Goodnight Mommy isn’t even half as compelling as its superior source.
Published on September 29, 2022
Rating 2 /5
It probably won’t surprise many that Goodnight Mommy exists as a tactile and tepid American remake of the European original. Released in 2014, the German version of the psychological horror presented a quiet yet sinister story of children being conflicted about their pasts and trusting adults. The American version feels very much like a soulless cover. It replicates the same story but adds nothing to better expand the material. By sticking so close to the German version, this film ultimately becomes an empty exercise in retreading.
The story remains the same. The twin brothers of Elias and Lukas have come to stay with their mother at her remote house. Their mom (Naomi Watts) has a bandaged face and doesn’t seem to be acting like her usual self. The boys start noticing strange things about the way their mother acts around them. She takes their phone away and becomes aggressively assertive around them, even throwing away their drawings. Something seems off. When they compare her current eye color, they suspect this woman is not their real mother. And if there’s anything cliche horror films have taught the audience, it’s that the masked people are always hiding something dark. The truth is that their mother is holding back a dark secret but one that will be more damaging to Elias than anyone else.
This version feels lifeless. It moves far too slowly and doesn’t improve much on the psychological nature of the setting. The location feels too bland and empty with its even lighting and boring design. The slow pace leads to so much of the dialogue feeling like dry exposition, as though the actors are trying too hard to stick to the original script. What is even the point of making an American version of this story if there’s no special mark being placed upon it? It almost feels like producing an expensive English dub on top of the original production.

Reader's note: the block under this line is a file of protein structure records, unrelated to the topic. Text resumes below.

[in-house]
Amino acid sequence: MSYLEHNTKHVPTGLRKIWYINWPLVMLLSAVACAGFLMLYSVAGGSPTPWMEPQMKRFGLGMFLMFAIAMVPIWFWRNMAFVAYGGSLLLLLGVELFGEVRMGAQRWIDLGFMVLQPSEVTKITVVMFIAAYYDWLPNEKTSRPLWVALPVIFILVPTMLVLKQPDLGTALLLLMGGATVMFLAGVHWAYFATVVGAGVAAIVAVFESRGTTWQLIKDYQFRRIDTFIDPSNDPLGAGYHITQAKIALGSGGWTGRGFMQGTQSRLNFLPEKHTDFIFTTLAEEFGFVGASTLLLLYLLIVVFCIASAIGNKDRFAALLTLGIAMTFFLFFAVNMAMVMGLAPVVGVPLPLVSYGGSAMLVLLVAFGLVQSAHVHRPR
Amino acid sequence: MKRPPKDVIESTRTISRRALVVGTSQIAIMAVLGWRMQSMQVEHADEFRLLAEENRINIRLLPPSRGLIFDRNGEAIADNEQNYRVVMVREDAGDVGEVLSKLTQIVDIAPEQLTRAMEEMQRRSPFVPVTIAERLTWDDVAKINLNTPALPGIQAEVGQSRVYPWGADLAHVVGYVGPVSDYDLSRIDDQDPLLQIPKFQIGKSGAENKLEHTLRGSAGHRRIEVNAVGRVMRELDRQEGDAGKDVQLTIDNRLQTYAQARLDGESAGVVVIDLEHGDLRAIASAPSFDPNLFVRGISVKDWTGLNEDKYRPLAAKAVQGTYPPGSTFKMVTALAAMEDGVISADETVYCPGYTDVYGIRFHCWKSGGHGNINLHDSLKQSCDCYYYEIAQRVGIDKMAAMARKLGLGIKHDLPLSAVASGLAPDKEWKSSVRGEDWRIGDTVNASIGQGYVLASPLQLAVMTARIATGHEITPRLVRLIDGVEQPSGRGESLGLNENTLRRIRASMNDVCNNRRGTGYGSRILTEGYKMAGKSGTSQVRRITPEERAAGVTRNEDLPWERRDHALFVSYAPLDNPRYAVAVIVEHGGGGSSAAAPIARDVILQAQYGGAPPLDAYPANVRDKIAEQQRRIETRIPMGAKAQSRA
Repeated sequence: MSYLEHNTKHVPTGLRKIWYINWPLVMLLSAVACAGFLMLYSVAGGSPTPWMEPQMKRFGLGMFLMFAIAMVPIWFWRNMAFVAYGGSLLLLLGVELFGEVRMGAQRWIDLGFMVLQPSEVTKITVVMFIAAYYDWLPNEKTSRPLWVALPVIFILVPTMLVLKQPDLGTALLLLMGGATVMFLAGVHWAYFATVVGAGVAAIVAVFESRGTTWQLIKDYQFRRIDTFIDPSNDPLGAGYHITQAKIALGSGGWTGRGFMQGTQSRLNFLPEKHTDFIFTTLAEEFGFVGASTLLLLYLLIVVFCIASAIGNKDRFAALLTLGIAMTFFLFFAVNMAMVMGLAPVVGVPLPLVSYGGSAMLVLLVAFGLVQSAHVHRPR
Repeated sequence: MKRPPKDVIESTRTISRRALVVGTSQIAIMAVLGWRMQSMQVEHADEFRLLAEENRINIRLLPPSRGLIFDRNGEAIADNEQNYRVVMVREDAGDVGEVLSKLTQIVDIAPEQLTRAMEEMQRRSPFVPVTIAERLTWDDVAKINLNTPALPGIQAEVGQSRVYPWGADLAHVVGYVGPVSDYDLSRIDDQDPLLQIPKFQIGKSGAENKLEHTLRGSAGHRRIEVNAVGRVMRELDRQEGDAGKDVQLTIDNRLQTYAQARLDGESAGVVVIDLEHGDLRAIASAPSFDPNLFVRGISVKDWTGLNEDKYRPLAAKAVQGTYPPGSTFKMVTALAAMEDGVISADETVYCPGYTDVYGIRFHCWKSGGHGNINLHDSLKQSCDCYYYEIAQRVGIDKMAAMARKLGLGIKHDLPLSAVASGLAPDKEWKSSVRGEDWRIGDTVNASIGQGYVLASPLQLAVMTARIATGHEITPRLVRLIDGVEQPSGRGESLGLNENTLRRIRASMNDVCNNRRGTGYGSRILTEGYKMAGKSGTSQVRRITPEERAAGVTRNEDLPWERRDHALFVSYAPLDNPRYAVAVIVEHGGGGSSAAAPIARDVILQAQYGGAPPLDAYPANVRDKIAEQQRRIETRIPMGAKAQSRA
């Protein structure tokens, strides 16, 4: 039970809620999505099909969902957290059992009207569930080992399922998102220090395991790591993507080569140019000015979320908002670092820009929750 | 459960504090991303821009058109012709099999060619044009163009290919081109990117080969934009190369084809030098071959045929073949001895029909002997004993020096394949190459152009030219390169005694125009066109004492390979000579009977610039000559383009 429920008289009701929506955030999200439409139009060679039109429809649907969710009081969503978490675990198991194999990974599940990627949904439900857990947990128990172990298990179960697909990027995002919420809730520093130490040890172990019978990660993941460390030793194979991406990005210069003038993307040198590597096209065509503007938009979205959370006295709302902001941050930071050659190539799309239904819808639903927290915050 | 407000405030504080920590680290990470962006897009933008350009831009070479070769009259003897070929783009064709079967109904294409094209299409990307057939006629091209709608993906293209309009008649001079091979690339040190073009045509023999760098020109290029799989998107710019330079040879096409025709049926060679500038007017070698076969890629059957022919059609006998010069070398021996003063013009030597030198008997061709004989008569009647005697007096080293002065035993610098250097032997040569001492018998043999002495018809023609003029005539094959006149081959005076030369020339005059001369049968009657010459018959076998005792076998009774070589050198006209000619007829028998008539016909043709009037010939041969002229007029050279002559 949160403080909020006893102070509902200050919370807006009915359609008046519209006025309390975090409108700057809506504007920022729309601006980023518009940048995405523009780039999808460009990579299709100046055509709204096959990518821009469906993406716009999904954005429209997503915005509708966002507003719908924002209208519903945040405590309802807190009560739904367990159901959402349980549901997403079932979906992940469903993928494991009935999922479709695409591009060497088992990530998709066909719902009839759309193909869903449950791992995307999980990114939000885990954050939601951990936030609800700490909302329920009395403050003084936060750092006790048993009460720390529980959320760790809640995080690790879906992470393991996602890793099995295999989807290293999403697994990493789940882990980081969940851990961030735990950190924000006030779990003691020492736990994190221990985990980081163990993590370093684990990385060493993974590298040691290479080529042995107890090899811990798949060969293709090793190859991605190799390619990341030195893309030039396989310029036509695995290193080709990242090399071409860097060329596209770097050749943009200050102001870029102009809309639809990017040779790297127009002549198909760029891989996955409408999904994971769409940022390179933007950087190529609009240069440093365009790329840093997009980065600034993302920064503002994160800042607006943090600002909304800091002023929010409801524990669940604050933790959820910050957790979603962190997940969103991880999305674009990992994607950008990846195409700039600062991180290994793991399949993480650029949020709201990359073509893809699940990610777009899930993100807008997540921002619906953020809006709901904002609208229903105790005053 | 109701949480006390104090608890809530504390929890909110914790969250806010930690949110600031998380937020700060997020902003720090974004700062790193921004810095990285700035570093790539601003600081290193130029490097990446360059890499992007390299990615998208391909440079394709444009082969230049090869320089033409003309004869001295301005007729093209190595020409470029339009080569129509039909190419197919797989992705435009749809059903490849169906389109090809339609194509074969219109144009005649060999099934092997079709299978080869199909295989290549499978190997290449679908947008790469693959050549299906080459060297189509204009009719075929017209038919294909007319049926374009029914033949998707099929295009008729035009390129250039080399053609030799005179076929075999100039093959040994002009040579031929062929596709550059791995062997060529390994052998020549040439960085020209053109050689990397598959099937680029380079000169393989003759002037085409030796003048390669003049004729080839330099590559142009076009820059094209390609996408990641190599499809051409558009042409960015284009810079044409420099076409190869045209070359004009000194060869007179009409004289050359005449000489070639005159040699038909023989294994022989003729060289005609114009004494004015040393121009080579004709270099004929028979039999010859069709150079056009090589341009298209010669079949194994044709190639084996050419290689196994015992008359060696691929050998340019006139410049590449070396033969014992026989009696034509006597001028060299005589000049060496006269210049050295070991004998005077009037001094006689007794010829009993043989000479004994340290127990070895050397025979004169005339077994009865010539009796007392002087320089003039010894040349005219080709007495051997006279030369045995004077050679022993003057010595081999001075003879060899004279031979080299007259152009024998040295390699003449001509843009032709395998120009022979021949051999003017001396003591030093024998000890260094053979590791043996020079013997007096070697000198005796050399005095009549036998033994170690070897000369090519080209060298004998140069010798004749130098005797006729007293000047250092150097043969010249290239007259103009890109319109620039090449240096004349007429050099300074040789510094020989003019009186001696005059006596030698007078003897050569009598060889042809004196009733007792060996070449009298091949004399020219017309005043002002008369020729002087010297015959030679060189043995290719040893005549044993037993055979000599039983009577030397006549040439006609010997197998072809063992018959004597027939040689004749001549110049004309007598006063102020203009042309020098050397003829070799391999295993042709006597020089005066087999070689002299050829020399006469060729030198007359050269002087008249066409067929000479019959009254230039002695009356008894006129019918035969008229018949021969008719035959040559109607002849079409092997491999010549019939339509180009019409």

Perhaps it’s just my foreknowledge of the material that has painted this dismal perspective on the film. I’m sure there’s an audience for those who never saw the German version by Veronika Franz and Severin Fiala who will find this film intriguing as a psychological thriller. But even when divorcing from the source material, this film still staggers with its twists and emotional gut punches that rarely land.
The acting is decent but it really feels like Watts is struggling to place a subtle stamp on a script that doesn’t give her as many juicy scenes to work with. The tepid approach also makes the film so dry that the climactic twist is more refreshing for something shocking happening rather than just going through the motions. This is particularly true of the kid actors who feel almost like lifeless vessels of this story. It’s only by the end of the film that some sense of urgency is placed upon the characters and the kids start feeling alive again.
Goodnight Mommy isn’t even half as compelling as its superior source. It doesn’t play with the material in a unique way nor does it carry the same weight of building on its psychological thrills. Any remake can be made great but this is not one of those examples, playing things too safe to be anything more than the lackluster American reprisal. It’s best to just skip this film and just watch the German original.
Mark has been a professional film critic for over five years and a film lover all his life.